1 CONTENTS Mededelingen der Zittingen Bulletin des Séances Scientific Papers Section of Human Sciences: S. SMIS. The Role of the International Community in Stabilizing the Democratic Republic of Congo (DRC) B. DESSEIN. New Confucianism and the Mandate of Heaven A. CORNET. A Colonial Health Policy under International Supervision? The Belgian Anti-Yaws Campaigns in Rwanda ( ) Section of Natural and Medical Sciences: P. MEERTS. Ecology and Biogeochemistry of Metalliferous Outcrops in Katanga R. DEKEYSER. Scientific Research and Information in Developing Countries: Need, Threats and Opportunities FOMETRO (Seminar) P. GIGASE. FOMETRO, Half a Century of Medical Assistance M. WÉRY. History of the Fonds Médical Tropical B. DUJARDIN. Advantages and Difficulties of the Integration of Vertical and Horizontal Programmes F. MONET. Belgian Cooperation in the Medical Field in the Democratic Republic of Congo (DRC) Section of Technical Sciences: M. KAARSEMAKER. Evaluation of Flow Fields for Ship Manoeuvring. Development of an Evaluation Method for Ship Security by Calculating Flow Fields P. VAN DAMME & C. DELVAUX. Sustainable Harvest Methods for Medicinal Bark from Trees (a Research and Development Case Study from Benin) ( ) BULLETIN ARSOM MEDEDELINGEN KAOW Koninklijke Academie voor Overzeese Wetenschappen Onder de Hoge Bescherming van de Koning Académie Royale des Sciences d Outre-Mer Sous la Haute Protection du Roi ISSN (2-4) 2012
2 BERICHT AAN DE AUTEURS AVIS AUX AUTEURS De Academie geeft de studies uit waarvan de wetenschappelijke waarde door de betrokken Klasse erkend werd. De teksten door de Academie gepubliceerd verbinden slechts de verantwoordelijkheid van hun auteurs. L Académie publie les études dont la valeur scientifique a été reconnue par la Classe intéressée. Les textes publiés par l Académie n engagent que la responsabilité de leurs auteurs. INHOUDSTAFEL TABLE DES MATIERES Wetenschappelijke mededelingen Communications scientifiques Klasse voor Menswetenschappen / Classe des Sciences humaines: S. SMIS. The Role of the International Community in Stabilizing the Democratic Republic of Congo (DRC) B. DESSEIN. Nieuw confucianisme en het Mandaat van de Hemel A. CORNET. Une politique sanitaire coloniale sous contrôle international? Les campagnes belges contre le pian au Rwanda ( ) Klasse voor Natuur- en Geneeskundige Wetenschappen / Classe des Sciences naturelles et médicales: P. MEERTS. Ecologie et biogéochimie des affleurements métallifères du Katanga R. DEKEYSER. Wetenschappelijk onderzoek en informatie in ontwikkelingslanden: noodzaak, bedreigingen en kansen TROMEFO (studiedag) / FOMETRO (journée d étude): P. GIGASE. Le FOMETRO, un demi-siècle d assistance médicale M. WÉRY. Historique du Fonds Médical Tropical B. DUJARDIN. Avantages et difficultés de l intégration des programmes verticaux et horizontaux F. MONET. La coopération belge dans le secteur médical en République Démocratique du Congo (RDC) Klasse voor Technische Wetenschappen / Classe des Sciences techniques: M. KAARSEMAKER. Evaluatie stroomvelden voor manoeuvreren. Ontwikkeling van een methode voor het beoordelen van berekende stroomvelden op nautische veiligheid P. VAN DAMME & C. DELVAUX. Sustainable Harvest Methods for Medicinal Bark from Trees (a Research and Development Case Study from Benin) Royal Academy for Overseas Sciences. All rights reserved. Abonnement 2012: 70,00 Louizalaan 231 avenue Louise 231 B-1050 Brussel (België) B-1050 Bruxelles (Belgique)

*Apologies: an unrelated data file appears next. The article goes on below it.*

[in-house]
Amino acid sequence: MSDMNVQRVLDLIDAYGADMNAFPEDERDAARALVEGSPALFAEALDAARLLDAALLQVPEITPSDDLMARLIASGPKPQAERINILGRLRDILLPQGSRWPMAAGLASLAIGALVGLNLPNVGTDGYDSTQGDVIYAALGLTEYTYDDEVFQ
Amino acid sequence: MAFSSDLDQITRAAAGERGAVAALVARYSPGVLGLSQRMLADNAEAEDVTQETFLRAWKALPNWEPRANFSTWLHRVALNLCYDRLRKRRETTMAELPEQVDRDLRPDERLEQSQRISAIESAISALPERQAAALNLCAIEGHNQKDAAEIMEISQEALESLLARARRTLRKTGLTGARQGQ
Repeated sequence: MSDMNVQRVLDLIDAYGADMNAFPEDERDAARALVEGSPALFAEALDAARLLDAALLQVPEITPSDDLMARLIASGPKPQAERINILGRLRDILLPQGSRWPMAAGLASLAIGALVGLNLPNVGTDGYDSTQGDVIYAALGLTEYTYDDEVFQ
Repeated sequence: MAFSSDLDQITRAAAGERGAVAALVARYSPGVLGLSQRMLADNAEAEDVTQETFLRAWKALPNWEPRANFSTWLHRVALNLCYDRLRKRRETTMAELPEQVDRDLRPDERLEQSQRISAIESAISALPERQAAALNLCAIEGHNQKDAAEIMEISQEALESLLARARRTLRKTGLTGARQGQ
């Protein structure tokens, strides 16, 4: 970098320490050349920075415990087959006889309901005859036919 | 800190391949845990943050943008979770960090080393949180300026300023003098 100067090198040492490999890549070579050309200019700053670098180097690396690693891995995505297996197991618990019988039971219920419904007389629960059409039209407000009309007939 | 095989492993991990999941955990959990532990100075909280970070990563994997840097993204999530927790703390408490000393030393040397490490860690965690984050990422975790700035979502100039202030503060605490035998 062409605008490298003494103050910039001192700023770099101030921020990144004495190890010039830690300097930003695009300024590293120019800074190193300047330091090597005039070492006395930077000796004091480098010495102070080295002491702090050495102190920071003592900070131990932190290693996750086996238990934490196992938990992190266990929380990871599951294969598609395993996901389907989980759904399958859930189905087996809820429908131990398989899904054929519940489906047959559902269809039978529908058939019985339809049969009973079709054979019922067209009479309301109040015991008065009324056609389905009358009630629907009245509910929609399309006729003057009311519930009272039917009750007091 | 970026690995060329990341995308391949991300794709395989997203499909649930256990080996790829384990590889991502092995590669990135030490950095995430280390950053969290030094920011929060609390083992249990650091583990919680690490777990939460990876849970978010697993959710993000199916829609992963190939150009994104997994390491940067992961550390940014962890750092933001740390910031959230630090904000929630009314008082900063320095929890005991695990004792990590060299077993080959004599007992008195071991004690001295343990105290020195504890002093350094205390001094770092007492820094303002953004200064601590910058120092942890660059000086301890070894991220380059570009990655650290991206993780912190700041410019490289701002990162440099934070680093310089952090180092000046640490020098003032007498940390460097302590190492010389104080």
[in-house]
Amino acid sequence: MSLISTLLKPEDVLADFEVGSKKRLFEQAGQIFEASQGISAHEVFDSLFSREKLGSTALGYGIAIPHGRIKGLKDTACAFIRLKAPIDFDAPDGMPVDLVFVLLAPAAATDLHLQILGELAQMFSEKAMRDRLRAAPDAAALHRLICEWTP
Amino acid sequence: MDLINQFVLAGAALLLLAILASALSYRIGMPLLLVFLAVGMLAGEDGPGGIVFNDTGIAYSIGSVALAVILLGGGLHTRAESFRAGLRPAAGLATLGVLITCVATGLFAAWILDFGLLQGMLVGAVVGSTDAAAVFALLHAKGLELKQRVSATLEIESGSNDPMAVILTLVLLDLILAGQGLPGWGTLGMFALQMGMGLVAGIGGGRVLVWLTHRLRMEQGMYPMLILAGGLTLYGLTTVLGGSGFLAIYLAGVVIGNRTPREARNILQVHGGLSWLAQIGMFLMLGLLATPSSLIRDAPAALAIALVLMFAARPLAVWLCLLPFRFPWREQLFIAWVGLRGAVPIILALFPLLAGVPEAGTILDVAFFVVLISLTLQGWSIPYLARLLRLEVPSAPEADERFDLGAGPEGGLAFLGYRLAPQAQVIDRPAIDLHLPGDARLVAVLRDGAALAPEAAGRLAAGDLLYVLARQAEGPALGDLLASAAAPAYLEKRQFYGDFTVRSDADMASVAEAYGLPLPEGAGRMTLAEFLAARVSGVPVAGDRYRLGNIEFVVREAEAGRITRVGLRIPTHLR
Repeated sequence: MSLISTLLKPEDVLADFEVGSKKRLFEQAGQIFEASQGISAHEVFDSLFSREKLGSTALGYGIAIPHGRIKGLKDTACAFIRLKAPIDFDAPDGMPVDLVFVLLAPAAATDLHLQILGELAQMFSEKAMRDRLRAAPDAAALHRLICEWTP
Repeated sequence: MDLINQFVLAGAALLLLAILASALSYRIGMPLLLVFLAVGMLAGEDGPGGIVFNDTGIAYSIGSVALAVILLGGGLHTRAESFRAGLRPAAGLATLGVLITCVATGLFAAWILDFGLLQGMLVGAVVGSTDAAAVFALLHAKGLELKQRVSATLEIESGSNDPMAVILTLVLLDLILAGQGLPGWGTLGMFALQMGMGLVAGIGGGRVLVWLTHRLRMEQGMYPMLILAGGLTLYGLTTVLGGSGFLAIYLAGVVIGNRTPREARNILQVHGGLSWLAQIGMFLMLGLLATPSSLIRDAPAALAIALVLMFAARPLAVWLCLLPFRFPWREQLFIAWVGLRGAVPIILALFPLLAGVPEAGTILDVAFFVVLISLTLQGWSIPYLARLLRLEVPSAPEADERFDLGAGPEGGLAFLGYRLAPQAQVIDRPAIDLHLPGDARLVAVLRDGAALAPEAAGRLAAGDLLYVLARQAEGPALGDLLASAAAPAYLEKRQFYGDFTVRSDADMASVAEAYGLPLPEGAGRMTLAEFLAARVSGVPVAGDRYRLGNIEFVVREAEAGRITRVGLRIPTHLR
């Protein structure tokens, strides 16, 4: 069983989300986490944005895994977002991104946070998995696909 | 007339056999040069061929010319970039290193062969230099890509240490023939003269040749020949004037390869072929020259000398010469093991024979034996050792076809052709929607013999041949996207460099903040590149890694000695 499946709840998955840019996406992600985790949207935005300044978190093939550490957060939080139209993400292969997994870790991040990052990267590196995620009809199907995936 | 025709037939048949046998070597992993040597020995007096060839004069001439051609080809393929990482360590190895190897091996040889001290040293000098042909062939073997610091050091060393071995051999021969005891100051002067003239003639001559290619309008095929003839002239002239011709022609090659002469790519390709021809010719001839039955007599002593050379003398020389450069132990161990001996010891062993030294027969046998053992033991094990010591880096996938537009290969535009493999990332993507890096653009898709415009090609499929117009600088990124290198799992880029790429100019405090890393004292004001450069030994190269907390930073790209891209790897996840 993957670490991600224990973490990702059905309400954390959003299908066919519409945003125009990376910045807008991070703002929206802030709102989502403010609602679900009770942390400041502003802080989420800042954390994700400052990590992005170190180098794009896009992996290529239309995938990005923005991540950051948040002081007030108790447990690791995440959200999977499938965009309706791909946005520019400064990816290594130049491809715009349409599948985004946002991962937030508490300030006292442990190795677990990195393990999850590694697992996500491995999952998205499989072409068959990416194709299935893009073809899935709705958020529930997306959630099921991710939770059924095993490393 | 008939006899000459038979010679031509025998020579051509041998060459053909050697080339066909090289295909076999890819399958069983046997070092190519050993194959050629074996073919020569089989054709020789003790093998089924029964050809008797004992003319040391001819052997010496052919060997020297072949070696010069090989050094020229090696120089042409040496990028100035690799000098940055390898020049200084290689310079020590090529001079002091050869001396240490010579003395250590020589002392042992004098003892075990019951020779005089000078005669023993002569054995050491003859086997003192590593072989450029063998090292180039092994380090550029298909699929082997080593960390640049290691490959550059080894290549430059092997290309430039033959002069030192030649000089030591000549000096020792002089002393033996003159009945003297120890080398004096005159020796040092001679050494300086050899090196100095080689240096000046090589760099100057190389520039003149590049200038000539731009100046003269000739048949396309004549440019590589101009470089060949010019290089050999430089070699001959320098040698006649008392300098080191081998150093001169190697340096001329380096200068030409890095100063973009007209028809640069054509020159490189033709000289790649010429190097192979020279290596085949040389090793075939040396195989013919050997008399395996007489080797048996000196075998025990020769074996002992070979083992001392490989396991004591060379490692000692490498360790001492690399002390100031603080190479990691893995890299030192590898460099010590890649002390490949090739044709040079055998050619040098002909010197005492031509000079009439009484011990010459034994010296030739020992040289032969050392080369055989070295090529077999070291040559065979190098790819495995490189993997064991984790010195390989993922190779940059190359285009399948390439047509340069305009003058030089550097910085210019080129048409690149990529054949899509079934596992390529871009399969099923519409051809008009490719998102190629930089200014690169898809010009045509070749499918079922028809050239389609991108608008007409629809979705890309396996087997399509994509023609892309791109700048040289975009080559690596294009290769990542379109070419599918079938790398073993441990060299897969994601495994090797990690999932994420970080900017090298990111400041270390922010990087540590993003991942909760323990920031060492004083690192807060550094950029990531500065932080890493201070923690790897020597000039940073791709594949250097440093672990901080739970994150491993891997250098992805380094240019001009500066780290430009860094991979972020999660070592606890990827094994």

5 Mededelingen der Zittingen Bulletin des Séances Koninklijke Academie voor Overzeese Wetenschappen Onder de Hoge Bescherming van de Koning Académie Royale des Sciences d Outre-Mer Sous la Haute Protection du Roi 58 (2-4) 2012
7 WETENSCHAPPELIJKE MEDEDELINGEN COMMUNICATIONS SCIENTIFIQUES
9 Klasse voor Menswetenschappen Classe des Sciences humaines
11 Meded. Zitt. K. Acad. Overzeese Wet. Bull. Séanc. Acad. R. Sci. Outre-Mer 58 ( ): The Role of the International Community in Stabilizing the Democratic Republic of Congo (DRC) * by Stefaan SMIS ** KEYWORDS. Democratic Republic of Congo; Conflict; Role of the International Community; Post-Bellum Phase. SUMMARY. The Great Lakes region of Central Africa has been the scene of a complex tangle of intertwined conflicts fought during the last two decades. Although the whole region has experienced an extremely dark period, the contribution mainly focuses on the conflict fought on the territory of the Democratic Republic of Congo. First, the article briefly explains how the international community approached the conflict and how it contributed to stabilizing the country. The second and main part of the contribution focuses on the fragile post-bellum phase and shows how the international community is trying to guide Congo towards normality. To this end the contribution of international actors in the area of peace and security is analysed. TREFWOORDEN. Democratische Republiek Congo; Conflict; Rol van de internationale gemeenschap; Postbellumfase. SAMENVATTING. De bijdrage van de internationale gemeenschap aan de stabilisering van de Democratische Republiek Congo (DRC). Het Grote-Merengebied in Centraal-Afrika is de laatste twee decennia het toneel geweest van een complex kluwen van conflicten. Hoewel de hele regio een zeer donkere periode heeft beleefd, zal de bijdrage zich vooral toespitsen op het conflict dat uitgevochten werd op het grondgebied van de Democratische Republiek Congo. De bijdrage zal eerst uitleggen hoe de internationale gemeenschap het conflict benaderd heeft en hoe zij heeft bijgedragen tot de stabilisatie van het land. Het tweede deel van de bijdrage zal zich toespitsen op de kwetsbare postbellumfase en laten zien hoe de internationale gemeenschap probeert Congo te bewegen om opnieuw een normale staat te worden. Met dit doel voor ogen zullen de inspanningen van de internationale actoren die actief zijn op het gebied van vrede en veiligheid geanalyseerd worden. MOTS-CLES. République Démocratique du Congo; Conflit; Rôle de la Communauté internationale; Phase d après-guerre. * Paper presented at the meeting of the Section of Human Sciences held on 22 March Publication decision taken on 17 April Final text received on 6 May ** Vrije Universiteit Brussel, Vakgroep Internationaal Recht, Pleinlaan 2, B-1050 Brussels (Belgium); Reader in International Law, University of Westminster, 309 Regent Street, London W1B 2UW (UK).